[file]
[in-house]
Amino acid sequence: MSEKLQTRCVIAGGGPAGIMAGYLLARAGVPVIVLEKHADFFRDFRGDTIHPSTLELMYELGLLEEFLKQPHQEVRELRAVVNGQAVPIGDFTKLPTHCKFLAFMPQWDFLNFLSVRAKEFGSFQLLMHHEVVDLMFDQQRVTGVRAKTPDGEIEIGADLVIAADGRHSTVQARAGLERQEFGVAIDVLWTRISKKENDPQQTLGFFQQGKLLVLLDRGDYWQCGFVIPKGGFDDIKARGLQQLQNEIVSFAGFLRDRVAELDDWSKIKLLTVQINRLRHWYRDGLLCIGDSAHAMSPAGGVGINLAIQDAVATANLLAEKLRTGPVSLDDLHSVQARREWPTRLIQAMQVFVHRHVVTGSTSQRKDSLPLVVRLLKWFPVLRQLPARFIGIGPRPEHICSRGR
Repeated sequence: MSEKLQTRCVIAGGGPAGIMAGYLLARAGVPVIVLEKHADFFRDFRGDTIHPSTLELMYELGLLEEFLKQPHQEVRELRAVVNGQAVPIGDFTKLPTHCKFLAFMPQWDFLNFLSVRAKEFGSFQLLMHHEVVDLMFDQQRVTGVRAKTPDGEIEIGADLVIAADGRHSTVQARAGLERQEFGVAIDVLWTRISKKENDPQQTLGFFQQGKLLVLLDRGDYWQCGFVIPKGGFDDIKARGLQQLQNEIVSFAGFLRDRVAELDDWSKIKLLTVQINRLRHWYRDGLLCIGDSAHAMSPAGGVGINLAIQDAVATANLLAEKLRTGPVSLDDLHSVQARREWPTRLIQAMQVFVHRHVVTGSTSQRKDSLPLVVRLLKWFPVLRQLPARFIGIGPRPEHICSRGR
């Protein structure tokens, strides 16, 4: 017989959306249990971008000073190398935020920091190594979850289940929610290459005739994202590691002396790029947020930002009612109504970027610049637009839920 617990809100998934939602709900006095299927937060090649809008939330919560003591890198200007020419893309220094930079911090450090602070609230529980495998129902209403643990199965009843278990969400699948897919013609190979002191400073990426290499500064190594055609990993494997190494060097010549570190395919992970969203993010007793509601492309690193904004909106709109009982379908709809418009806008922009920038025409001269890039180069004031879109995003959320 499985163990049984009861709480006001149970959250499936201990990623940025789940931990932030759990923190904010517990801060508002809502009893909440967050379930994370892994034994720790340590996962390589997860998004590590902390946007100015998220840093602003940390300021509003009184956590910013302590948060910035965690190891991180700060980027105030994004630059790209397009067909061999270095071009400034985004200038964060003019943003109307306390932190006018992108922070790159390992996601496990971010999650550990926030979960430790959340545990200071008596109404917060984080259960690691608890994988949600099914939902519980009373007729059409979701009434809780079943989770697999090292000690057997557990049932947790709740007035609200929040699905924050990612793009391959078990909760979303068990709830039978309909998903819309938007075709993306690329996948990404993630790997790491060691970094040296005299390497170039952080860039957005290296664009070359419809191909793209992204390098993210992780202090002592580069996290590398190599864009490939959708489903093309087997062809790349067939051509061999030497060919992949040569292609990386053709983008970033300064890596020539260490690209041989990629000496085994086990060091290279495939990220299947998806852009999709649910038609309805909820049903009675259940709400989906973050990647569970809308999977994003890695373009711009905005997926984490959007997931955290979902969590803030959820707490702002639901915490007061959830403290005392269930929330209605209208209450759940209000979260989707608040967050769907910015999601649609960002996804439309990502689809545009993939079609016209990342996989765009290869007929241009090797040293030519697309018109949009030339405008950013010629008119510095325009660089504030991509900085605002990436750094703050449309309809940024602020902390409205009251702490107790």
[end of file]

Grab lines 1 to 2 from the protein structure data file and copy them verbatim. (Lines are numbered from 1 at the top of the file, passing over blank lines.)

[in-house]
Amino acid sequence: MSEKLQTRCVIAGGGPAGIMAGYLLARAGVPVIVLEKHADFFRDFRGDTIHPSTLELMYELGLLEEFLKQPHQEVRELRAVVNGQAVPIGDFTKLPTHCKFLAFMPQWDFLNFLSVRAKEFGSFQLLMHHEVVDLMFDQQRVTGVRAKTPDGEIEIGADLVIAADGRHSTVQARAGLERQEFGVAIDVLWTRISKKENDPQQTLGFFQQGKLLVLLDRGDYWQCGFVIPKGGFDDIKARGLQQLQNEIVSFAGFLRDRVAELDDWSKIKLLTVQINRLRHWYRDGLLCIGDSAHAMSPAGGVGINLAIQDAVATANLLAEKLRTGPVSLDDLHSVQARREWPTRLIQAMQVFVHRHVVTGSTSQRKDSLPLVVRLLKWFPVLRQLPARFIGIGPRPEHICSRGR